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Retro Computing - the Amiga

**** in progress, to be completed Dec 2023.

Birth of the Amiga

The Amiga computer was conceived by a group of former Atari engineers, led by Jay Miner. In 1982, they founded Amiga Corporation and began working on a revolutionary computer system. Their goal was to create a machine that combined advanced graphics and audio capabilities with powerful processing, which was a groundbreaking idea at the time.

The Amiga 1000, was introduced in 1985. It featured a multitasking operating system, advanced graphics and audio capabilities, and a custom chipset that set it apart from other personal computers of the era. While the Amiga 1000 was not an immediate commercial success, it laid the foundation for what was to come.

The Golden Age of Amiga

The late 1980s and early 1990s are often referred to as the "Golden Age" of the Amiga computer. During this period, the Amiga experienced a remarkable rise in popularity and left an indelible mark on the world of personal computing. Several factors contributed to the Amiga's prominence during this era, making it a beloved platform among creative professionals, gamers, and multimedia enthusiasts.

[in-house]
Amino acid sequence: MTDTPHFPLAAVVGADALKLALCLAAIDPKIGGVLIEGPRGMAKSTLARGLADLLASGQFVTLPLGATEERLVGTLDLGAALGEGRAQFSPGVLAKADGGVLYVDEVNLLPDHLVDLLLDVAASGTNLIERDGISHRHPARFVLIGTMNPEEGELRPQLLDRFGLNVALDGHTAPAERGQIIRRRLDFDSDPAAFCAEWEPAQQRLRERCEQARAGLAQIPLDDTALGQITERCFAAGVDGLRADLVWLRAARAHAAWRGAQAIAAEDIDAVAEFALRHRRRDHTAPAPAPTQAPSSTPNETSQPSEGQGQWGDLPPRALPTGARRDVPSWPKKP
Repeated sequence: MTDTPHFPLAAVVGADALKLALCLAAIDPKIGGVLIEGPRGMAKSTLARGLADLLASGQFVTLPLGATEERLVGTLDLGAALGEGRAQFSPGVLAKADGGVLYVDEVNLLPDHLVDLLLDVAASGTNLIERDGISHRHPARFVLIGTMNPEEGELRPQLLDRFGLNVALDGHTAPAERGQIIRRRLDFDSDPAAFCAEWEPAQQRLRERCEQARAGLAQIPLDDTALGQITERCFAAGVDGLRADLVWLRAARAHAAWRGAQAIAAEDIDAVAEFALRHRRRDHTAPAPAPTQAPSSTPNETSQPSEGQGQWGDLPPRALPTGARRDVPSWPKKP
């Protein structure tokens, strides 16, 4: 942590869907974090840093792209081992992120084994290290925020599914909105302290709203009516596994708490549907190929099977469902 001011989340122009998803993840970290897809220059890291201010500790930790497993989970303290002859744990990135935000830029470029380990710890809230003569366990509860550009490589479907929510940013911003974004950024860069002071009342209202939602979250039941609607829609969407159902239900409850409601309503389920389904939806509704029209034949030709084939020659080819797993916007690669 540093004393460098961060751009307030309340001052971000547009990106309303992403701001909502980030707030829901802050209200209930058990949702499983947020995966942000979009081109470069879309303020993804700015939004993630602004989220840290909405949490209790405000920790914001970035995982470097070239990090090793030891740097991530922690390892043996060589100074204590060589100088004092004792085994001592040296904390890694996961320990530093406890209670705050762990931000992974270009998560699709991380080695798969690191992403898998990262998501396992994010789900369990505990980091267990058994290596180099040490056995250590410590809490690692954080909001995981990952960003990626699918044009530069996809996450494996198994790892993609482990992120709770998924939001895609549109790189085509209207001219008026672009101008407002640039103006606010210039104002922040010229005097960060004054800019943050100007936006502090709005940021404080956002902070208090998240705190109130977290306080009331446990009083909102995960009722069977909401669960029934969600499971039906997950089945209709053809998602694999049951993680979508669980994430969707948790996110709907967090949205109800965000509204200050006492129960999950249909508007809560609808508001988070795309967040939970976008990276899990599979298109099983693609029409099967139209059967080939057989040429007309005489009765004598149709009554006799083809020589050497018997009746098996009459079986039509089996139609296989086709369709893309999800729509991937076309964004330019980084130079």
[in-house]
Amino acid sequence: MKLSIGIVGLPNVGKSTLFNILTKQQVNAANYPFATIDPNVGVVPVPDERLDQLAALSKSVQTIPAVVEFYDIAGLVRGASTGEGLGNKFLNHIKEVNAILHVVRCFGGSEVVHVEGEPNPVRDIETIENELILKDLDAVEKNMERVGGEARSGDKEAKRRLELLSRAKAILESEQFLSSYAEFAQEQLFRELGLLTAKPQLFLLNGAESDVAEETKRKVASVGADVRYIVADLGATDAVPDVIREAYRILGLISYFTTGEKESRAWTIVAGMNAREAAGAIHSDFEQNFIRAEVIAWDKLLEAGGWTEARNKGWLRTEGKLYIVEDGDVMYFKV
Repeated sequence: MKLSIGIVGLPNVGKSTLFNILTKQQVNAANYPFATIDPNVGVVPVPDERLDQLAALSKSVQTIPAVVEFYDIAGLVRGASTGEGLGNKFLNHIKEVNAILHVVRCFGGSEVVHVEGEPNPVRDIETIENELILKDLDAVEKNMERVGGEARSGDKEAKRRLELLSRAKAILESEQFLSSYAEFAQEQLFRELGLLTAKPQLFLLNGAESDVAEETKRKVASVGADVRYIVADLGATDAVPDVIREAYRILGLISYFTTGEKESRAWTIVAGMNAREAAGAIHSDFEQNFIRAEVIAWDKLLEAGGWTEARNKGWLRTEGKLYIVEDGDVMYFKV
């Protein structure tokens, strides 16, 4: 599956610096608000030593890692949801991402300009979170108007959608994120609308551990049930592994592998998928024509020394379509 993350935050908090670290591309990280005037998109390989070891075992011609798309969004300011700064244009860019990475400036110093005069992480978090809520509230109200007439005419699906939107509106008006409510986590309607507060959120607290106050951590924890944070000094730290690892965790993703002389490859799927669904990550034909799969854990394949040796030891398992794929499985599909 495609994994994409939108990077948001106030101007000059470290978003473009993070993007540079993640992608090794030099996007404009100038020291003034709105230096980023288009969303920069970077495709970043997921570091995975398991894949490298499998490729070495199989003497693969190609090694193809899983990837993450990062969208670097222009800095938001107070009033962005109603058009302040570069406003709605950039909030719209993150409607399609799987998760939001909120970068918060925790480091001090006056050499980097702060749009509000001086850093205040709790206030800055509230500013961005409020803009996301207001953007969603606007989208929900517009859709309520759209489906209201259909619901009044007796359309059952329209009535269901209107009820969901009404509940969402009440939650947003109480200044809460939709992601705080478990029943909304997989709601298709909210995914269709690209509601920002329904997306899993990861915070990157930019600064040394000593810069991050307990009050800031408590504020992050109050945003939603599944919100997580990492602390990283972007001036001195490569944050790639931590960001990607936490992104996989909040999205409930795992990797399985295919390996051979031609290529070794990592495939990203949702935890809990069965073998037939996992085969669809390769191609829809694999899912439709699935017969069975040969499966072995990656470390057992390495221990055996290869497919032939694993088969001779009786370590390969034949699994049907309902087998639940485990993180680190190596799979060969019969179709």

Gaming Revolution

The Amiga was a veritable gaming powerhouse during its Golden Age. It provided a home for many iconic games that continue to be celebrated today. Titles like "Lemmings," "The Secret of Monkey Island," "Wing Commander," and "Speedball 2: Brutal Deluxe" originated on the Amiga, earning it a well-deserved reputation as a gaming paradise. The platform's impressive graphics, smooth scrolling, and innovative gameplay set new standards in the gaming industry.

Demoscene Culture

The demoscene, a subculture of computer enthusiasts dedicated to creating audio-visual demos that pushed hardware to its limits, flourished on the Amiga. Demos like "State of the Art" by Spaceballs and "Hardwired" by Crionics showcased the platform's graphical and musical prowess. These artistic demonstrations were not only entertaining but also inspired others to explore the Amiga's creative potential.

Desktop Publishing and Video Production

Amiga's graphic and multimedia capabilities made it a go-to platform for desktop publishing and video production. Software like Deluxe Paint and Video Toaster empowered individuals and small studios to create professional-quality content. This contributed to the Amiga's popularity in the fields of advertising, television, and independent film production.

Original Hardware

Emulated Hardware - Amiga Mini introduction and custom boot loaders.

The Games

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